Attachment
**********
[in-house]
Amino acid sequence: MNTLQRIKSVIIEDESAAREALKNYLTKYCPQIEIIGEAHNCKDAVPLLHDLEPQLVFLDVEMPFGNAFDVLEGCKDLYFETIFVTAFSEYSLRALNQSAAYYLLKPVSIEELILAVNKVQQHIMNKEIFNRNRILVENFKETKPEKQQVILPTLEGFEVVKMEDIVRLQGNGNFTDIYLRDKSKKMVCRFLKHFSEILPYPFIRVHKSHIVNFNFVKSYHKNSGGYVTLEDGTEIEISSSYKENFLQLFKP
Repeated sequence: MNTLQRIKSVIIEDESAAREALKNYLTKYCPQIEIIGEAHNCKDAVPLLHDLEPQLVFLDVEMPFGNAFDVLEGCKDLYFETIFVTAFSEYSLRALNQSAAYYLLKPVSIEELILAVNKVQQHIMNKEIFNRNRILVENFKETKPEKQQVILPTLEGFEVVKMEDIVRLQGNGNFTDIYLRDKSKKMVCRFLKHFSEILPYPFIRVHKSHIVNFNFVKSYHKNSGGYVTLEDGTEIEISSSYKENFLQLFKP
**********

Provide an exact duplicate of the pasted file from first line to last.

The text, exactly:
[in-house]
Amino acid sequence: MNTLQRIKSVIIEDESAAREALKNYLTKYCPQIEIIGEAHNCKDAVPLLHDLEPQLVFLDVEMPFGNAFDVLEGCKDLYFETIFVTAFSEYSLRALNQSAAYYLLKPVSIEELILAVNKVQQHIMNKEIFNRNRILVENFKETKPEKQQVILPTLEGFEVVKMEDIVRLQGNGNFTDIYLRDKSKKMVCRFLKHFSEILPYPFIRVHKSHIVNFNFVKSYHKNSGGYVTLEDGTEIEISSSYKENFLQLFKP
Repeated sequence: MNTLQRIKSVIIEDESAAREALKNYLTKYCPQIEIIGEAHNCKDAVPLLHDLEPQLVFLDVEMPFGNAFDVLEGCKDLYFETIFVTAFSEYSLRALNQSAAYYLLKPVSIEELILAVNKVQQHIMNKEIFNRNRILVENFKETKPEKQQVILPTLEGFEVVKMEDIVRLQGNGNFTDIYLRDKSKKMVCRFLKHFSEILPYPFIRVHKSHIVNFNFVKSYHKNSGGYVTLEDGTEIEISSSYKENFLQLFKP